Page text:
Courtship and mating in the wild occur from March through May, though in captivity mating can occur year-around (Campbell and Lamar 2004, Ernst and Ernst 2012). Males will actively search for females, leading to an increased home range during the breeding season (Dugan et al. 2008). Following courtship, mating usually lasts from six to twelve hours, though it can sometimes last less than an hour or longer than twenty-two hours (Klauber 1982). Fertilization is accomplished via insertion of one (of two) hemipenes, as in all squamates. It is believed that sperm storage does not occur, though more research may be necessary (Brown et al. 2008). (Brown, et al., 2008; Campbell and Lamar, 2004; Dugan, et al., 2008; Ernst and Ernst, 2012; Klauber, 1982)

Gestation lasts from 141 to 190 days. Females give birth to litters of 3 to 20 young from July to December, usually in August or September (Campbell and Lamar 2004, Ernst and Ernst 2012). Juveniles resemble adults in patterning, though the coloration is duller and more grayish. Neonates measure 28 to 35 cm long at birth (Shupe 2011). Hybridization has occured with Crotalus oreganus helleri, but seem to be more common in captivity than in the wild (Klauber 1982). (Brown, et al., 2008; Campbell and Lamar, 2004; Dugan, et al., 2008; Ernst and Ernst, 2012; Klauber, 1982; Shupe, 2011)

  • Breeding interval
    Breeding intervals in Crotalus ruber are not reported in the literature.
  • Breeding season
    Breeding season occurs from March through May.
  • Range number of offspring
    3 to 20
  • Average number of offspring
  • Range gestation period
    141 to 190 days
  • Average gestation period
    165 days
  • Range age at sexual or reproductive maturity (male)
    1 to 2 years

Females must invest considerable energy and resources in yolking eggs and carrying the developing young prior to birth. No post-birth parental care has been observed for Red Diamond Rattlesnakes; neonates have only been observed with their mother immediately after birth (Brown et al. 2008). (Brown, et al., 2008)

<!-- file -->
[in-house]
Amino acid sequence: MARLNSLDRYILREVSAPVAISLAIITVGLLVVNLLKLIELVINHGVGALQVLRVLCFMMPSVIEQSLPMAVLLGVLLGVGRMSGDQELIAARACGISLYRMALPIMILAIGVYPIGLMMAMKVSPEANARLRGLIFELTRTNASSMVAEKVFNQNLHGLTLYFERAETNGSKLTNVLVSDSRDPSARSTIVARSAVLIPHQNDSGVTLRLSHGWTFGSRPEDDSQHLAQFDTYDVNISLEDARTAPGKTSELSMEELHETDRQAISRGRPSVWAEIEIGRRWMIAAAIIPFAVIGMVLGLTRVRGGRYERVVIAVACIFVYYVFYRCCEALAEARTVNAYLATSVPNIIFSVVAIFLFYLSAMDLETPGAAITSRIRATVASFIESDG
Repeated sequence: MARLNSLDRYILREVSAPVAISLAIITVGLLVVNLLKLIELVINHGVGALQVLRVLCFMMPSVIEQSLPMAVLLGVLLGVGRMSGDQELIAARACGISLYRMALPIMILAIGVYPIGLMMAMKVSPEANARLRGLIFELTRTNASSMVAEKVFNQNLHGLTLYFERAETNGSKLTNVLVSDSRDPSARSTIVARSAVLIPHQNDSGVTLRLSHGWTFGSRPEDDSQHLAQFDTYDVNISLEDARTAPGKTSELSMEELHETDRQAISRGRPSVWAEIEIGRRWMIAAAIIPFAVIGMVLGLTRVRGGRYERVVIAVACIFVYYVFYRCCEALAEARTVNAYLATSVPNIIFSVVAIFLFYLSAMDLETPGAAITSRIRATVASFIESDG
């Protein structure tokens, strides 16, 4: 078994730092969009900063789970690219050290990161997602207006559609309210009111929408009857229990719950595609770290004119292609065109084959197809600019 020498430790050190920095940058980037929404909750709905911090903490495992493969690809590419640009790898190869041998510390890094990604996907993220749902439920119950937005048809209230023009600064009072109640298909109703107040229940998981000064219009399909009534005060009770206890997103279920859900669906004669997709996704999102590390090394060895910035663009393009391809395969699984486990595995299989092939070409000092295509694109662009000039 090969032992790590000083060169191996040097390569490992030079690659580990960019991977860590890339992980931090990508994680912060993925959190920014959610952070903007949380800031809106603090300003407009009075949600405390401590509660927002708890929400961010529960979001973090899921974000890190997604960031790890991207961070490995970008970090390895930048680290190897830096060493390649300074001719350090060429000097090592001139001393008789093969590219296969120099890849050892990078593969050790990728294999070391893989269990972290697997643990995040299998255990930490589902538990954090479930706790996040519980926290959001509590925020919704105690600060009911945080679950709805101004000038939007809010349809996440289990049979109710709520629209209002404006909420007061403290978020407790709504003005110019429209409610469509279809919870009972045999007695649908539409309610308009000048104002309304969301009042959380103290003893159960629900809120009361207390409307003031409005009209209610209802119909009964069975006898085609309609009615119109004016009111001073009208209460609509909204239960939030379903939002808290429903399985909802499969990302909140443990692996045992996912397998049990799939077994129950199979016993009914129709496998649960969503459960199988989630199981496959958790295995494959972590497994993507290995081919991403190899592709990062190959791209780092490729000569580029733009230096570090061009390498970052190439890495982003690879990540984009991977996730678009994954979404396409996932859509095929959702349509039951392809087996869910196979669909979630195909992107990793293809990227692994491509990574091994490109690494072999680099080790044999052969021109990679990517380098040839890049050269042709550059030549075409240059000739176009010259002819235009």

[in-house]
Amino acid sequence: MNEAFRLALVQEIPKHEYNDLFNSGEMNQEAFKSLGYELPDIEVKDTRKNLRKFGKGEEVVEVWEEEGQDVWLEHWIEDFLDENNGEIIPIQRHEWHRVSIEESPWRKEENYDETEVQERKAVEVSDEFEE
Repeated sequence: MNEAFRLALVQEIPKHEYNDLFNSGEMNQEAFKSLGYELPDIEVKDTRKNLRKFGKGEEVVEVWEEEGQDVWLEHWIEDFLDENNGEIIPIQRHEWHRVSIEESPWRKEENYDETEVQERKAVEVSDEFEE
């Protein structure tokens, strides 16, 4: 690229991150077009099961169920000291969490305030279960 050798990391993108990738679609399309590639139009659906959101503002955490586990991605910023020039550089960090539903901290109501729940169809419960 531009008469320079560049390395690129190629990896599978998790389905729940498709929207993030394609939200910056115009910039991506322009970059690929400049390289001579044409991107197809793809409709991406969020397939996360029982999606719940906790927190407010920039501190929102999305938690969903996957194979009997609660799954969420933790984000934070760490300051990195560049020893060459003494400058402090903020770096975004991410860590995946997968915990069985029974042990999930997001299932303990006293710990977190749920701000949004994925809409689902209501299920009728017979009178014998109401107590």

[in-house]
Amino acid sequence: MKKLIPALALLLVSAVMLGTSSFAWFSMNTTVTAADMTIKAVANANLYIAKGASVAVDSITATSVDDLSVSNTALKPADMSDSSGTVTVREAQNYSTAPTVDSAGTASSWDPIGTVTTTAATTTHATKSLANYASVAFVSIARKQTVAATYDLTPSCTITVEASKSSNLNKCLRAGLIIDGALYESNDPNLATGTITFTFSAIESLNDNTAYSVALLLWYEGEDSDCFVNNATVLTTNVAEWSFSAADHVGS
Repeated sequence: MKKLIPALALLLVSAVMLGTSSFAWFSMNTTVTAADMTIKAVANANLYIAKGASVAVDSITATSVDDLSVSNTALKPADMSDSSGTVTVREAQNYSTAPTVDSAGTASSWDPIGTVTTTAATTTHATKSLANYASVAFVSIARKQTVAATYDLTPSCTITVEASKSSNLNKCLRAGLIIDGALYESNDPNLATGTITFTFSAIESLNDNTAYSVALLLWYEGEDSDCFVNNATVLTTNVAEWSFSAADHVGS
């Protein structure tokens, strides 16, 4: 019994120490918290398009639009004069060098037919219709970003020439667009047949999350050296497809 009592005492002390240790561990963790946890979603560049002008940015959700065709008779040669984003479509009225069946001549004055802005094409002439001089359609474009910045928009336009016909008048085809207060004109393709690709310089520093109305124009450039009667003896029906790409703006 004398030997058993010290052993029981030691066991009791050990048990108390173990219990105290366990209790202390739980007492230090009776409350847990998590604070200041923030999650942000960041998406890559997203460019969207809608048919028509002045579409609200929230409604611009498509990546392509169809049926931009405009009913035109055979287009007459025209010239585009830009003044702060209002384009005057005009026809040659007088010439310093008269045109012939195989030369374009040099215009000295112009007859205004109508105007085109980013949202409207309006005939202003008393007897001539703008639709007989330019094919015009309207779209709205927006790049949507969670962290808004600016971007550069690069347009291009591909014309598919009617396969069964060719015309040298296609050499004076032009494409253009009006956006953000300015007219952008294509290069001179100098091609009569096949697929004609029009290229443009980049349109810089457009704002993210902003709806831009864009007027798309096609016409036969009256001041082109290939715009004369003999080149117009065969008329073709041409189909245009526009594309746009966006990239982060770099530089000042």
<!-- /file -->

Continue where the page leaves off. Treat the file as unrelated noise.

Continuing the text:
• Parental Investment
  • no parental involvement
  • precocial
  • pre-fertilization
    • provisioning
    • protecting
      • female


An adult, wild-caught male lived an additional 19 years and 2 months as a captive. A zoo specimen lived 14 years 6 months. (Ernst and Ernst, 2012)

  • Range lifespan
    Status: captivity
    19.2 (high) years


Crotalus ruber avoids severe heat and tends to be active at cooler temperatures. Thus, they are usually nocturnal from late spring through summer, and diurnal during cooler parts of the year. Most activity above ground occurs from April through June. The activity periods may vary depending on the surrounding environment; coastal populations tend to be more diurnal than desert populations (Campbell and Lamar 2004). These rattlesnakes typically hibernate from October or November through February or March (Ernst and Ernst 2012). Communal hibernacula may or may not be used (Brown et al. 2008, Dugan et al. 2008).

Red Diamond Rattlesnakes swim in freshwater lakes, reservoirs, and the Pacific Ocean, sometimes frightening fishermen (Klauber 1982, Ernst and Ernst 2012). However, it seems that they do not swim voluntarily, but are rather washed into rivers by heavy rainfall (Lillywhite 2014). These snakes are also capable of climbing into low bushes, cacti, and trees, where they may pursue arboreal prey such as birds and small mammals.

Male Crotalus ruber participate in ritualized combat "dances" which may last for longer than 15 minutes. These events occur most often during the breeding season. Combat is essentially a shoving match; the anterior portion of the body is raised and twisted around the opposing male (Campbell and Lamar 2004). The male which is successful in pinning the other to the ground is victorious. It was originally believed that the dances were involved in courtship; it is now thought that they are used in establishing dominance (Ernst and Ernst 2012).